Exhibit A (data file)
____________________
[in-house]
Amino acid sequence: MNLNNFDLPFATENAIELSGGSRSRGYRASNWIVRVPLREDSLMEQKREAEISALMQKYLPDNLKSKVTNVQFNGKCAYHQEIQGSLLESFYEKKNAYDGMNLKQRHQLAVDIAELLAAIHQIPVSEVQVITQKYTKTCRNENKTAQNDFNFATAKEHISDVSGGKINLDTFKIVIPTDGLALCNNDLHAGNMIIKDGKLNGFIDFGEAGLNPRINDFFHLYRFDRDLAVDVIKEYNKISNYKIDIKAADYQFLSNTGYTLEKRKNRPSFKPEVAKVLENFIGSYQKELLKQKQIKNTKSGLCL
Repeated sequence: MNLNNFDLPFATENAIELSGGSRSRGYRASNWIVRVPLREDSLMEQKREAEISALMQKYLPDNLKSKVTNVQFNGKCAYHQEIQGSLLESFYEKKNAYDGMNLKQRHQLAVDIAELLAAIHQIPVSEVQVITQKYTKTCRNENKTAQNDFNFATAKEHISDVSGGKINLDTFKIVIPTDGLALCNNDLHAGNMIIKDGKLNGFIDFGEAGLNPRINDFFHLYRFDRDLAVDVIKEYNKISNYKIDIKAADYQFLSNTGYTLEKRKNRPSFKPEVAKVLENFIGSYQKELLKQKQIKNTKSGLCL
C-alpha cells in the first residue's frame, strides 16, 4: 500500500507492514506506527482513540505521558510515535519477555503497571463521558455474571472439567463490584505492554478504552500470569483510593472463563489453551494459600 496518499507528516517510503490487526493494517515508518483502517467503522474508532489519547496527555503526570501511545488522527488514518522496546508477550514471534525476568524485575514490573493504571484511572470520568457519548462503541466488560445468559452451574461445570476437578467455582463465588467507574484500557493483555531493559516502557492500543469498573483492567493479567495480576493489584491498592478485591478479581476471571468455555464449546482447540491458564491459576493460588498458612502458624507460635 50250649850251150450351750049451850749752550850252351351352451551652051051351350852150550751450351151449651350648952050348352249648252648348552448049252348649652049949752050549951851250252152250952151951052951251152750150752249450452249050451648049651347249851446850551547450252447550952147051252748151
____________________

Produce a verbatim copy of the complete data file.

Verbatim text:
[in-house]
Amino acid sequence: MNLNNFDLPFATENAIELSGGSRSRGYRASNWIVRVPLREDSLMEQKREAEISALMQKYLPDNLKSKVTNVQFNGKCAYHQEIQGSLLESFYEKKNAYDGMNLKQRHQLAVDIAELLAAIHQIPVSEVQVITQKYTKTCRNENKTAQNDFNFATAKEHISDVSGGKINLDTFKIVIPTDGLALCNNDLHAGNMIIKDGKLNGFIDFGEAGLNPRINDFFHLYRFDRDLAVDVIKEYNKISNYKIDIKAADYQFLSNTGYTLEKRKNRPSFKPEVAKVLENFIGSYQKELLKQKQIKNTKSGLCL
Repeated sequence: MNLNNFDLPFATENAIELSGGSRSRGYRASNWIVRVPLREDSLMEQKREAEISALMQKYLPDNLKSKVTNVQFNGKCAYHQEIQGSLLESFYEKKNAYDGMNLKQRHQLAVDIAELLAAIHQIPVSEVQVITQKYTKTCRNENKTAQNDFNFATAKEHISDVSGGKINLDTFKIVIPTDGLALCNNDLHAGNMIIKDGKLNGFIDFGEAGLNPRINDFFHLYRFDRDLAVDVIKEYNKISNYKIDIKAADYQFLSNTGYTLEKRKNRPSFKPEVAKVLENFIGSYQKELLKQKQIKNTKSGLCL
C-alpha cells in the first residue's frame, strides 16, 4: 500500500507492514506506527482513540505521558510515535519477555503497571463521558455474571472439567463490584505492554478504552500470569483510593472463563489453551494459600 496518499507528516517510503490487526493494517515508518483502517467503522474508532489519547496527555503526570501511545488522527488514518522496546508477550514471534525476568524485575514490573493504571484511572470520568457519548462503541466488560445468559452451574461445570476437578467455582463465588467507574484500557493483555531493559516502557492500543469498573483492567493479567495480576493489584491498592478485591478479581476471571468455555464449546482447540491458564491459576493460588498458612502458624507460635 50250649850251150450351750049451850749752550850252351351352451551652051051351350852150550751450351151449651350648952050348352249648252648348552448049252348649652049949752050549951851250252152250952151951052951251152750150752249450452249050451648049651347249851446850551547450252447550952147051252748151